What You Can Expect from Coach Supervision


In coach supervision, you can expect to learn more about yourself as a person and professional, and how you can be more effective with your clients.

Coach supervision is globally recognised by coaching bodies as a practice which enhances, develops and supports qualified coaches across all experience levels and business sectors. Some coaching bodies require supervision to be part of Continuing Professional Development (CPD), whilst others recommend it and allocate CPD points without supervision being mandatory.

Supervision is distinct from other coaching-related modalities, with coaches usually encountering it after they have completed their initial coach training. While appropriate to make use of coach supervision after initial training, it is in this period that it is sometimes met with apprehension, due to lack of exposure during training. Coaches are likely to have had a primary coach trainer, perhaps a course supervisor and/or mentors, but these roles take a different form to coach supervision in its proper form.

Here are some clearly categorised roles to make sense of the what coaches encounter in their journey before coach supervision (overlap in these roles is commonplace).

Coach Trainer

Teaches coaching models, skills and theoretical frameworks academically and through practice

Mentor Coach

Develops coaches’ use and integration of coaching skills: core competencies, business practices related to coaching etc

Coaching Course Supervisor

Supports coaching trainees in administrative requirements of a course and touches on learning through practice

Coach supervision distinguishes itself from these roles because it is pertinent to coaches’ lived experience in engaging with real-world clients. Consequent to coaches having comfortably integrated their use of the basics (core competencies), supervision provides the space to reflect on their strengths, developmental areas and relationships with clients, whether those are seen to be individuals or sponsors (for the remainder of this article, read “clients” as inclusive of a sponsor where relevant).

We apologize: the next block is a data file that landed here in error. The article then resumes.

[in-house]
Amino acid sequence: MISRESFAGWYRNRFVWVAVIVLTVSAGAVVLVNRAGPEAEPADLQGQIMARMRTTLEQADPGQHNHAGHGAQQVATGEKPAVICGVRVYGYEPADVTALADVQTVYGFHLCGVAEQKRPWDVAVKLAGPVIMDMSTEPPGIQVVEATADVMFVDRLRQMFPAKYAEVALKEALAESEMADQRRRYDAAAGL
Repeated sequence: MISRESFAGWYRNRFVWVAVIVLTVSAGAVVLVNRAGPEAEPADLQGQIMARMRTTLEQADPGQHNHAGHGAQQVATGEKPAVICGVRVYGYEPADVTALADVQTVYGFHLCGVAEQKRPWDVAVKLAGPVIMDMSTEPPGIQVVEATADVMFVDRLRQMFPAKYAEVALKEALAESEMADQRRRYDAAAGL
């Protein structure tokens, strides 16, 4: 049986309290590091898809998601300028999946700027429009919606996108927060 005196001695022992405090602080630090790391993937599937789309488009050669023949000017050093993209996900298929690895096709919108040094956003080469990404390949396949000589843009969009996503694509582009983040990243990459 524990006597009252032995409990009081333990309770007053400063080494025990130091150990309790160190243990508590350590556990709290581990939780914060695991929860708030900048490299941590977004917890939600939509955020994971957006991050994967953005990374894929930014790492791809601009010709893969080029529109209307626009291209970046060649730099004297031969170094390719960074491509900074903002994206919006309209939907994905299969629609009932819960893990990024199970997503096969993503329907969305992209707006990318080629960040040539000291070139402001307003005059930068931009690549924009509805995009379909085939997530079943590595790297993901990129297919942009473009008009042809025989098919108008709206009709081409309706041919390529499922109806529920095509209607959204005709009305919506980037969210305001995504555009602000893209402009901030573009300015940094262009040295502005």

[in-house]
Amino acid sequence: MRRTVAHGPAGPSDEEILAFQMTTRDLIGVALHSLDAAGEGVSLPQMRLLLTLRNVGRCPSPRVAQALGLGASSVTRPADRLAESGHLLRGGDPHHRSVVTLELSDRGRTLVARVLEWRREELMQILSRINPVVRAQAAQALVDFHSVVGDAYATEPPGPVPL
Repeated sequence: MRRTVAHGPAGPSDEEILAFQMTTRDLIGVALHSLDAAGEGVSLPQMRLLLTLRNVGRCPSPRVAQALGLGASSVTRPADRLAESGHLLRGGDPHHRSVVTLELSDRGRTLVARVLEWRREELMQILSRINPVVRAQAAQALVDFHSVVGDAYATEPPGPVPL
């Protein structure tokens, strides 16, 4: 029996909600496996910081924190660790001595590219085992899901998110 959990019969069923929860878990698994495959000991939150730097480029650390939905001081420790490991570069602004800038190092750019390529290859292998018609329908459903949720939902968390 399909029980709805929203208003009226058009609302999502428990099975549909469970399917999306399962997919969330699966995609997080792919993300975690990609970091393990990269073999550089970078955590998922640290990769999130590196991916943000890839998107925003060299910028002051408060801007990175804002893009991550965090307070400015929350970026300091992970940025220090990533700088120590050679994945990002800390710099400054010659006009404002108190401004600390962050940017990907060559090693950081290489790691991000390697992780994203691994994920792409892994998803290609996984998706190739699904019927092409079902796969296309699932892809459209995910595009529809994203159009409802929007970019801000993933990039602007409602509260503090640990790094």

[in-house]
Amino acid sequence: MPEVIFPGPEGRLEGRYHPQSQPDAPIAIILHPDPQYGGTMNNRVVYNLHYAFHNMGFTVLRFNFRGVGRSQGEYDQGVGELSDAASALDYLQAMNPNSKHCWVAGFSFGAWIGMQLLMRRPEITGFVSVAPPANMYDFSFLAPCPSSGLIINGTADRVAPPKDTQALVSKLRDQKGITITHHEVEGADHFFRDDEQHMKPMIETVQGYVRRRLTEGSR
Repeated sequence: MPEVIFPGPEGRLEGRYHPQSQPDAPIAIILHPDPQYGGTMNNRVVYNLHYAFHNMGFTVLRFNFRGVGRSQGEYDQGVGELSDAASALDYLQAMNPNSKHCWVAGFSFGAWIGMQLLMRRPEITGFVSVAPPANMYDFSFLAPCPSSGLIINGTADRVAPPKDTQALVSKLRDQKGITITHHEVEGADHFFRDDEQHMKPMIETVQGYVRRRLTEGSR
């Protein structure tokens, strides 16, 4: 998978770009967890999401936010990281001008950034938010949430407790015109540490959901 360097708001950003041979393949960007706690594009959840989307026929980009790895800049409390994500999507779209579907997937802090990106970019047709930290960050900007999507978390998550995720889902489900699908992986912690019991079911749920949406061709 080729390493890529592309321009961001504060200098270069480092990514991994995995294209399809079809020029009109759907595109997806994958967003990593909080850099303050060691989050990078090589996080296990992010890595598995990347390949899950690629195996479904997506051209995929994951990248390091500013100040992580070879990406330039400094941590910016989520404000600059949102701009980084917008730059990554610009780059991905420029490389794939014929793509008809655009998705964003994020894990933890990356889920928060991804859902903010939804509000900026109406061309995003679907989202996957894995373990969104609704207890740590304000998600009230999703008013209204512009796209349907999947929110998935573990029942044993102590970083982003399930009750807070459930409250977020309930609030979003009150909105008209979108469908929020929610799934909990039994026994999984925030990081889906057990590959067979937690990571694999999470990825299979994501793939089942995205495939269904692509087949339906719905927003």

Zooming in on these elements, supervision sets itself apart by drawing specific attention to the nature of the relationship between coach and client. In this space, coach and supervisor explore how the former shows up in relation to specific clients and circumstances, shedding light on the many factors which may have influence. Robin Shohet and Peter Hawkins introduced the 7-Eyed Model of Supervision, one of a number of useful ways to uncover these relevant elements:

  • The coach’s system and client situation
  • The coach’s interventions
  • The relationship between the coach and their client
  • The coach’s own experience
  • Parallel process
  • The supervisor’s self-reflections
  • The wider context

Using this or other models as a roadmap, the subtleties of coaches’ relationships with clients can be made clearly visible, their influence on the whole situation recognised and appropriate resolution designed. In coach supervision, coaches can expect little attention if any, to be placed on the technicalities of coaching (i.e. the coach’s use of core competencies).

Rather, through reflective practice the supervisor assists the coach to holistically discover how the personal impacts the professional (e.g. how the coach’s psychological working-styles impact their effectiveness), holds a supportive space (e.g. using a humanistic approach to bring symptomatic relief to what is going on for the coach), identifies developmental directions (e.g. deepening and broadening the coach’s insight into their coaching model and theoretical frameworks), and the interplay between these (safety and ethics, relationship and learning, systems and culture).

You will notice the complexity and depth of this practice. Aptly, coaches are encouraged to select their supervisors considering:

  • They are specifically trained as supervisors
  • They are in regular supervision themselves
  • They maintain their own continuous professional development
  • They are accountable and ethical (e.g. belong to a professional body)
  • They are specifically trained in a valid psychological modality (core to supervision is psychological-mindedness)

Whilst acknowledging the value of peer-coaching, having one’s own coach, and “peer supervision”, coach supervision comes to prominence in how it coherently and powerfully surfaces and transforms all the factors relating to coaches’ experience of their practice.

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